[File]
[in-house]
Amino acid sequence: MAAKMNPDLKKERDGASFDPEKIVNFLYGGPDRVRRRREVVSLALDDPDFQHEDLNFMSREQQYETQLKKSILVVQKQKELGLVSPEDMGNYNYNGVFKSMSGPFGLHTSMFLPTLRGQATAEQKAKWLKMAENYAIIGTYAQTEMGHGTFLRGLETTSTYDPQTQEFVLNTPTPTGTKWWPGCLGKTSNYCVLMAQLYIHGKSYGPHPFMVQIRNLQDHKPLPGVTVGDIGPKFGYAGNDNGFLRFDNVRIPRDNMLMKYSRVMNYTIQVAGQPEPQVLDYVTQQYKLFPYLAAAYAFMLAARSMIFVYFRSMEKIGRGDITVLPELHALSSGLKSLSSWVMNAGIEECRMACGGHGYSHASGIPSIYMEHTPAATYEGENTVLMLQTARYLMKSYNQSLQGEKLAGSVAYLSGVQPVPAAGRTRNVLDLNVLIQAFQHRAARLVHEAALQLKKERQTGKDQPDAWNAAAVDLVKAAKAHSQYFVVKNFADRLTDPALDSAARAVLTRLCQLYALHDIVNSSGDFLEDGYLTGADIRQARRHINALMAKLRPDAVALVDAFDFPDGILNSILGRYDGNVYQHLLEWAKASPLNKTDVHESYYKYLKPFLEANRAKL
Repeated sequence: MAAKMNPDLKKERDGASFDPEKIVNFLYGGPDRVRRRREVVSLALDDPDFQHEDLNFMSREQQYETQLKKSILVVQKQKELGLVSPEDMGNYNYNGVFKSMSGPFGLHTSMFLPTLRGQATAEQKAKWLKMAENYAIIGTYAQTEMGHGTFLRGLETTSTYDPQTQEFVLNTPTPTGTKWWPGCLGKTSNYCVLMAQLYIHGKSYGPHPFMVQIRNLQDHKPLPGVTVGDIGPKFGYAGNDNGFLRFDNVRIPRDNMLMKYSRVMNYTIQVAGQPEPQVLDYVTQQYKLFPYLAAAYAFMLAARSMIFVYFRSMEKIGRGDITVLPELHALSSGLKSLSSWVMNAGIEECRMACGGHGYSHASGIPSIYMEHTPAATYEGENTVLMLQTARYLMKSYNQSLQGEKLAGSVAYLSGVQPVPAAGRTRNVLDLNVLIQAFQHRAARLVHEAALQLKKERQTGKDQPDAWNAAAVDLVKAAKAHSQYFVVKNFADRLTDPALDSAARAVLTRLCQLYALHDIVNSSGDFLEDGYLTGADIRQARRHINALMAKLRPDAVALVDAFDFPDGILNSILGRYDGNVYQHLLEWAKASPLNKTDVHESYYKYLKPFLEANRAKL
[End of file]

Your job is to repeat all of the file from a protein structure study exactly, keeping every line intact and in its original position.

[in-house]
Amino acid sequence: MAAKMNPDLKKERDGASFDPEKIVNFLYGGPDRVRRRREVVSLALDDPDFQHEDLNFMSREQQYETQLKKSILVVQKQKELGLVSPEDMGNYNYNGVFKSMSGPFGLHTSMFLPTLRGQATAEQKAKWLKMAENYAIIGTYAQTEMGHGTFLRGLETTSTYDPQTQEFVLNTPTPTGTKWWPGCLGKTSNYCVLMAQLYIHGKSYGPHPFMVQIRNLQDHKPLPGVTVGDIGPKFGYAGNDNGFLRFDNVRIPRDNMLMKYSRVMNYTIQVAGQPEPQVLDYVTQQYKLFPYLAAAYAFMLAARSMIFVYFRSMEKIGRGDITVLPELHALSSGLKSLSSWVMNAGIEECRMACGGHGYSHASGIPSIYMEHTPAATYEGENTVLMLQTARYLMKSYNQSLQGEKLAGSVAYLSGVQPVPAAGRTRNVLDLNVLIQAFQHRAARLVHEAALQLKKERQTGKDQPDAWNAAAVDLVKAAKAHSQYFVVKNFADRLTDPALDSAARAVLTRLCQLYALHDIVNSSGDFLEDGYLTGADIRQARRHINALMAKLRPDAVALVDAFDFPDGILNSILGRYDGNVYQHLLEWAKASPLNKTDVHESYYKYLKPFLEANRAKL
Repeated sequence: MAAKMNPDLKKERDGASFDPEKIVNFLYGGPDRVRRRREVVSLALDDPDFQHEDLNFMSREQQYETQLKKSILVVQKQKELGLVSPEDMGNYNYNGVFKSMSGPFGLHTSMFLPTLRGQATAEQKAKWLKMAENYAIIGTYAQTEMGHGTFLRGLETTSTYDPQTQEFVLNTPTPTGTKWWPGCLGKTSNYCVLMAQLYIHGKSYGPHPFMVQIRNLQDHKPLPGVTVGDIGPKFGYAGNDNGFLRFDNVRIPRDNMLMKYSRVMNYTIQVAGQPEPQVLDYVTQQYKLFPYLAAAYAFMLAARSMIFVYFRSMEKIGRGDITVLPELHALSSGLKSLSSWVMNAGIEECRMACGGHGYSHASGIPSIYMEHTPAATYEGENTVLMLQTARYLMKSYNQSLQGEKLAGSVAYLSGVQPVPAAGRTRNVLDLNVLIQAFQHRAARLVHEAALQLKKERQTGKDQPDAWNAAAVDLVKAAKAHSQYFVVKNFADRLTDPALDSAARAVLTRLCQLYALHDIVNSSGDFLEDGYLTGADIRQARRHINALMAKLRPDAVALVDAFDFPDGILNSILGRYDGNVYQHLLEWAKASPLNKTDVHESYYKYLKPFLEANRAKL